The new leader of Cupertino’s law-enforcement efforts, Capt. Carl Neusel, is a big history buff who has a long history with the city.
Neusel grew up in Cupertino and knows it well. A self-described avid fisherman, he grew up fishing in the creeks, reservoirs and ponds in the surrounding foothills. As a youngster, he rode his bike everywhere around Cupertino with his friends, “just being kids.”
He said he developed a love for the communities in the West Valley as a result of his experiences growing up here.
“Cupertino was and is still a very safe place,” Neusel said. That safety, he said with pride, comes in large part because of the “integral role” the sheriff’s office has played over the years. “It’s largely responsible for why the community is so safe.”
Looking back on his childhood, Neusel said he now realizes his family was poor at times, but his parents believed in the importance of education, so they scrimped and saved to send Neusel to mostly local parochial schools. He attended St. Andrew’s Episcopal Church in Saratoga, St. Joseph of Cupertino School, Kennedy Middle School and Bellarmine College Preparatory, where he graduated in 1981.
Neusel went on to San Jose State University, where he got a bachelor's degree in his favorite subject, history. While there, he indulged his love of reading and research through his courses. Delving into the facts of what happened in the past by searching through primary sources, and investigating multiple sources, gave Neusel a deep satisfaction. He especially enjoyed studying modern history, from the time of the French Revolution, and military history.
That all put him in good stead as a law enforcement officer later in life.
“It’s very similar,” he said. “You have to go out and dig up the evidence … you don’t go by second-hand information and hearsay.”
Although Neusel said he always dreamed of a career in law enforcement, he first worked with his father in the family's offset printing business, Roberts Press, near the corner of De Anza Boulevard and Kentwood Avenue
In his 30s, he pursued a career in law enforcement.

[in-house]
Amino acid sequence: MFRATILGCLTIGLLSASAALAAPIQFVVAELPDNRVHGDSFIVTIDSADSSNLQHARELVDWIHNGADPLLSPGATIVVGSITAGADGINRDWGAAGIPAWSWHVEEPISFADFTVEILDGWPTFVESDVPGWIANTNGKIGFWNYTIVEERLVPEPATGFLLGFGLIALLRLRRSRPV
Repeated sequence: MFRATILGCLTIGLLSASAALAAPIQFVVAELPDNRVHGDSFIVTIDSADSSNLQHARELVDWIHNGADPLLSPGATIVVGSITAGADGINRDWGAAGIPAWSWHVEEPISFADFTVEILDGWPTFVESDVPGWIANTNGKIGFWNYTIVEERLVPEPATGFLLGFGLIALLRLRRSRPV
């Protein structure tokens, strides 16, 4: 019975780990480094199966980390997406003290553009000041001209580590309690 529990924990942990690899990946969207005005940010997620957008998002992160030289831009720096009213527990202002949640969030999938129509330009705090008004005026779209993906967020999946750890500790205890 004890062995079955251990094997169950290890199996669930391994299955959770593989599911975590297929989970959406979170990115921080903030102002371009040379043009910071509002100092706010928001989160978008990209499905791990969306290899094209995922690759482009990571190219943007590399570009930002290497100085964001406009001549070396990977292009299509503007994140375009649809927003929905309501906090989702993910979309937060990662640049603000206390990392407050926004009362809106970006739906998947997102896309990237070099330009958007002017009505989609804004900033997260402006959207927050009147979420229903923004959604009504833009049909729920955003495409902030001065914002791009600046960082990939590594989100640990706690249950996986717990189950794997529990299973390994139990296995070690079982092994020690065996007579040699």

“It always looked like the greatest job in the world, and it has been, even on the worst days,” he said.
Neusel started out as a patrol officer in Cupertino and Los Altos Hills. In the last 13 years, he rose through the ranks, working as a detective out of sheriff’s headquarters on sexual abuse cases, then back to the West Valley as a patrol supervisor. He became a lieutenant, then captain in the personnel and training division. Then he was tapped to lead the West Valley division, taking over for , who retired at the end of December.
Neusel said he reports to Sheriff Laurie Smith, "the greatest boss in the world,” as well as Assistant Sheriff Edward Perry and the city managers of Cupertino, Los Altos Hills and Saratoga.
“My position now as captain is to provide the best law enforcement for the best price,” he said. With city budgets in a serious pinch, Neusel said the sheriff’s office has been able to make cuts and still provide a high level of service.
Some of the biggest crime challenges facing the West Valley Division right now are vehicle burglaries, Neusel said, a problem for agencies all over the Silicon Valley.
He said the department has worked to diminish those burglaries—often performed by crews of burglars who swoop into town—and has arrested some of the offenders. The problem is that once deputies shut down one crew, another pops up, he said.
The smash-and-grab burglaries take less than a minute and usually happen when victims leave valuable items visible in the car.
Traffic enforcement is another issue for Cupertino, which has a lot of congestion around its schools. Neusel said deputies are always attempting not just to enforce but to educate drivers about safety.
Yet another facet of serving Cupertino is its rich diversity.
“We recognize Cupertino is a very diverse community,” Neusel said. He said deputies take time to educate citizens from various cultures about what the department does and what their procedures are, making sure people don’t misinterpret what the deputies are doing.
Above all, Neusel said, he wants people to know “we are their police force. We’re there to serve them … we take that role very seriously.”